Tuesday, 4 September 2018
What do we mean by autistic females? A third are Gender Diverse.
We need to talk about autistic females, and what we mean by that.
Rita George has been working on this subject for some years. The picture above is from her 2016 paper, Here.
I'll talk us through it. It shows the results from 216 autistic people ("ASD" on the chart) who have 'female' on their birth certificates, and 158 non-autistic people ("TD (Typically developing) who likewise have 'female' on their birth certificates. They were asked what their gender identity is.
For the autistic people that many have been referring to as females, a third do not use the word 'woman' to describe their gender. Some identify as male or as Transgender. Some as BiGender, fairly large numbers identify as Genderqueer or couldn't find the right word from that list so ticked 'other'. So, 1 in 3 of the autistic people we're calling female or woman may not identify with those words.
Why does it matter? Because we get all these conferences for 'autistic females/women', and all those books for 'autistic females/women'. There are blogs about autistic females, videos about autistic females...
...and the rest are erased from view by nearly all of the big reports, budget holders, major charities. In most cases there's not a mention of gender diversity. There's mention of males. There's not mention of the other gender diversities.
The other gender groups may be missed from research, because there aren't studies that ask for their participation too. So we are missing up to a third of our data set, and the research on 'all autistic people' may not be correct.
Pretty much everywhere they go, they are missing from the list. A full third of autistic people many may think of as women (but who identify otherwise) are being routinely ignored in the places where it would matter to their lives and survival.
Why in particular does it matter? Because we know from research that individuals who are autistic and have a different gender or sexuality are at far greater risk of bullying, exclusion and really, really bad outcomes from that. Greater risk of suicide. Greater risk of poor health. It matters because if we are trying to improve outcomes, we need to know what our starting points are, and we need to work with autistic people in collaborative and good ways.
We're not doing our best for autistic people until we look very seriously at gender identity, instead of only using the male/female binary and thinking we've done the job. Do I mean that conferences for women should call themselves something else? No. Do I mean they should give equal billing to other gender IDs when it's a conference about males or females? No. I mean that when someone's on that platform talking about "men and women" it would be good to remember the greater diversity too. I mean when people commission books, they might want to commission more on gender diversities. I mean when people set budgets for a conference series, they might want to set one for gender ID differences also (and some have - thank you). I've worked for decades to raise public aknowledgement, diagnosis and inclusion of autistic females, and I also raise the same for the other marginalised gender IDs now.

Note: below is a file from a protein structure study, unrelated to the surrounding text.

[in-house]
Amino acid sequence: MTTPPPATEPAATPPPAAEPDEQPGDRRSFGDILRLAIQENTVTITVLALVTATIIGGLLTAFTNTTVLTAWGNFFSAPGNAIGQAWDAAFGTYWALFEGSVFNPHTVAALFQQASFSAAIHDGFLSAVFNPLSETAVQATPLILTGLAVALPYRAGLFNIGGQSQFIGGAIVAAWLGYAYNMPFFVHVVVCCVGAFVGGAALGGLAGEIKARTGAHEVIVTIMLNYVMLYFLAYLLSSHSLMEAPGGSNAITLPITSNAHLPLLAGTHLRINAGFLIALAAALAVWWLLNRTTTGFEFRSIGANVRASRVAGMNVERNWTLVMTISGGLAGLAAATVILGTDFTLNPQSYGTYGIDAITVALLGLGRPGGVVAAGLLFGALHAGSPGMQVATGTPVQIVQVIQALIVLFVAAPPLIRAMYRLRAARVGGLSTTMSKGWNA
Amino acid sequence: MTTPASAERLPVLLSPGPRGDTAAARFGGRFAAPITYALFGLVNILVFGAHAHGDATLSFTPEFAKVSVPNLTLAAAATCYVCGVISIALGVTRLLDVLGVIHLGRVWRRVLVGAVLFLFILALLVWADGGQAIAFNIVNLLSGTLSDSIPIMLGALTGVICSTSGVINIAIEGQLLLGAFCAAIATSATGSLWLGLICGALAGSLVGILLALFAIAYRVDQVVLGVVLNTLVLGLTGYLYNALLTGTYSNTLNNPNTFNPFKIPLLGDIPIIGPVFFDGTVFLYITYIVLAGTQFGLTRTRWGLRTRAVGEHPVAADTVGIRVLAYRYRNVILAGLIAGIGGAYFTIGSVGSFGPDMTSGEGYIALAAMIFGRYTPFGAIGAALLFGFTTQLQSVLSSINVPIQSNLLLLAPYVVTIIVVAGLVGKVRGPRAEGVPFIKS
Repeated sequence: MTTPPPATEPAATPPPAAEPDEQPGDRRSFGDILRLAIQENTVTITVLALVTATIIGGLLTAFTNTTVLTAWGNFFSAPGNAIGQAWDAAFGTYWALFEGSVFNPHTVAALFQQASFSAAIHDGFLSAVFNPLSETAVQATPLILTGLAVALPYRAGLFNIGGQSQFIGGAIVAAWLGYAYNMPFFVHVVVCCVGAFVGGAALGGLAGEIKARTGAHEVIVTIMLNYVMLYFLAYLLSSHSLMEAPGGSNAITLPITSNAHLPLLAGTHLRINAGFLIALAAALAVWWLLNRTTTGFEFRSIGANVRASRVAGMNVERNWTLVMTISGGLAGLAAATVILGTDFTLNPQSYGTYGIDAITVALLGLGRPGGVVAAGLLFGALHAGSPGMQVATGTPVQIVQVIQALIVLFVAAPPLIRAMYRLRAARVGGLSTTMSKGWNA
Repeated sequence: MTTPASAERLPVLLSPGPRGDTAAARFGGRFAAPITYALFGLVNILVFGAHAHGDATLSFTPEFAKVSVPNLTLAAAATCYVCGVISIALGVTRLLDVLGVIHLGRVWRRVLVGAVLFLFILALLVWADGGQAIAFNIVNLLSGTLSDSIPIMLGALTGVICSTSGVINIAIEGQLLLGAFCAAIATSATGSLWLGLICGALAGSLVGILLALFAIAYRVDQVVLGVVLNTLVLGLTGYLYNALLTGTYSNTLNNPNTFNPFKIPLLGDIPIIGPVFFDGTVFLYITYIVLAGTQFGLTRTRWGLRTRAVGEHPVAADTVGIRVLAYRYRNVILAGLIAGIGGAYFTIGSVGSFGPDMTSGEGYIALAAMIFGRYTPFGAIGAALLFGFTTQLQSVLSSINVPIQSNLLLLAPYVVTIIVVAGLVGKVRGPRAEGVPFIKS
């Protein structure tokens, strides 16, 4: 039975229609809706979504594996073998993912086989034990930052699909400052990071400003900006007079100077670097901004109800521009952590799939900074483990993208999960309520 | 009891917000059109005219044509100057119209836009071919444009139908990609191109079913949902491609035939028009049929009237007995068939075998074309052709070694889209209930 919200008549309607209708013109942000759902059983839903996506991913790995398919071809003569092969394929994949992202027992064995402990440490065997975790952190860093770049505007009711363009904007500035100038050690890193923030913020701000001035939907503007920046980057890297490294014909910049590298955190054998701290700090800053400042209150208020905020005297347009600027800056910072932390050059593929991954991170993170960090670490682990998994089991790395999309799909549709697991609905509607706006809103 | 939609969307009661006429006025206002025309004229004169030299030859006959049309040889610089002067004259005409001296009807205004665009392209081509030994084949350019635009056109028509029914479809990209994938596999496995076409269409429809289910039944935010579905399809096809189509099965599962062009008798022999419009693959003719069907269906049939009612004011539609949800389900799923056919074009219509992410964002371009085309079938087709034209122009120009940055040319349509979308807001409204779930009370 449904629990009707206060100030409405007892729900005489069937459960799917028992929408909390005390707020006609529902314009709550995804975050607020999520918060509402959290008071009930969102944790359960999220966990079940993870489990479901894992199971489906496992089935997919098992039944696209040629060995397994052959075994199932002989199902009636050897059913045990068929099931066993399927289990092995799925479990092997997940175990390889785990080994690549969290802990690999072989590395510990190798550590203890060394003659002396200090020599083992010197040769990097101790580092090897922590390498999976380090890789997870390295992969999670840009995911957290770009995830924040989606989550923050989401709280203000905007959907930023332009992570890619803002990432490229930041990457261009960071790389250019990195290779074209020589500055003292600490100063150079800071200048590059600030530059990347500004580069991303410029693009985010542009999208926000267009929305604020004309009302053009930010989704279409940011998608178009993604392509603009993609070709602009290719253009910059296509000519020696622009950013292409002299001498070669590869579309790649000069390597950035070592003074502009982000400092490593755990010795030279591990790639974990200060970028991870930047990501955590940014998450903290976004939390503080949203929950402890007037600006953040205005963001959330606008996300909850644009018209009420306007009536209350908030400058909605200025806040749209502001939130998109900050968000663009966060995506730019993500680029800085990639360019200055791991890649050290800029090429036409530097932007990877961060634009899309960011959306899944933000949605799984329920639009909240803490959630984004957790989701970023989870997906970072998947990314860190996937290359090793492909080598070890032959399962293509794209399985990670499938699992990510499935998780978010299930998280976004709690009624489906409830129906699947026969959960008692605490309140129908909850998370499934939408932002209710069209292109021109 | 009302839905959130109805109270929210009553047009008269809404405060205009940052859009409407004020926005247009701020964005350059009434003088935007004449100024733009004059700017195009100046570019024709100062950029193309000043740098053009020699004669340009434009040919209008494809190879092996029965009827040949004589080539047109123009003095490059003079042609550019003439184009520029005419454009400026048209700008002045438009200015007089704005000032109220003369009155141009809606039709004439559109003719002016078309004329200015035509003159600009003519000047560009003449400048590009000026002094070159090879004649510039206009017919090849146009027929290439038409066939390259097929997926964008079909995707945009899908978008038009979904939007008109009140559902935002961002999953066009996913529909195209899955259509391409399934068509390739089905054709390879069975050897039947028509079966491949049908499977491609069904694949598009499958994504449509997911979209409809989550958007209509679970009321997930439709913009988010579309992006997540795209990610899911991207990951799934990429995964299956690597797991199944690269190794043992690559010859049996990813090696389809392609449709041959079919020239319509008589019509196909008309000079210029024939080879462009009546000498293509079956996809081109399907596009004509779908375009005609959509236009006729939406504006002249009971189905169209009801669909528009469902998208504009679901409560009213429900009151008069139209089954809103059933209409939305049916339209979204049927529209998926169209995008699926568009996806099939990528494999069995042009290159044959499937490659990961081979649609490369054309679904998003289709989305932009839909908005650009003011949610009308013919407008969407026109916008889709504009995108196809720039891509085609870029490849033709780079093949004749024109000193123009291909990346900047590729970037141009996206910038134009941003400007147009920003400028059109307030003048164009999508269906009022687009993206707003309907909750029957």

I've focused here on what we mean by females, because this is the subject of this blog post. More than 1 in 5 of the autistic people we're perhaps calling male don't identify as male. We're not assisting them either by failing to notice or include them.
Autistic people are immensely diverse. We need to be mindful of this, and of our collective responsibilities to seek good outcomes for all. We need more good research for, by and with autistic people in partnership. We need more support for those who are struggling to survive, in a society where hate for autistic people is too common, and hating gender-diverse individuals is too often seen as OK. Seen all the stuff about 'Oh my, there could be a gender-diverse person in the toilets!". Imagine that life of non-existence for our young autistic Trans individuals, struggling to survive, for example. The only time people notice them is to hate them for needing to pee....? Is this the best we can do?
Too many of our loved and wonderful autistic young people pay for all of this with their lives.
Every single life is precious.
Thank you for reading.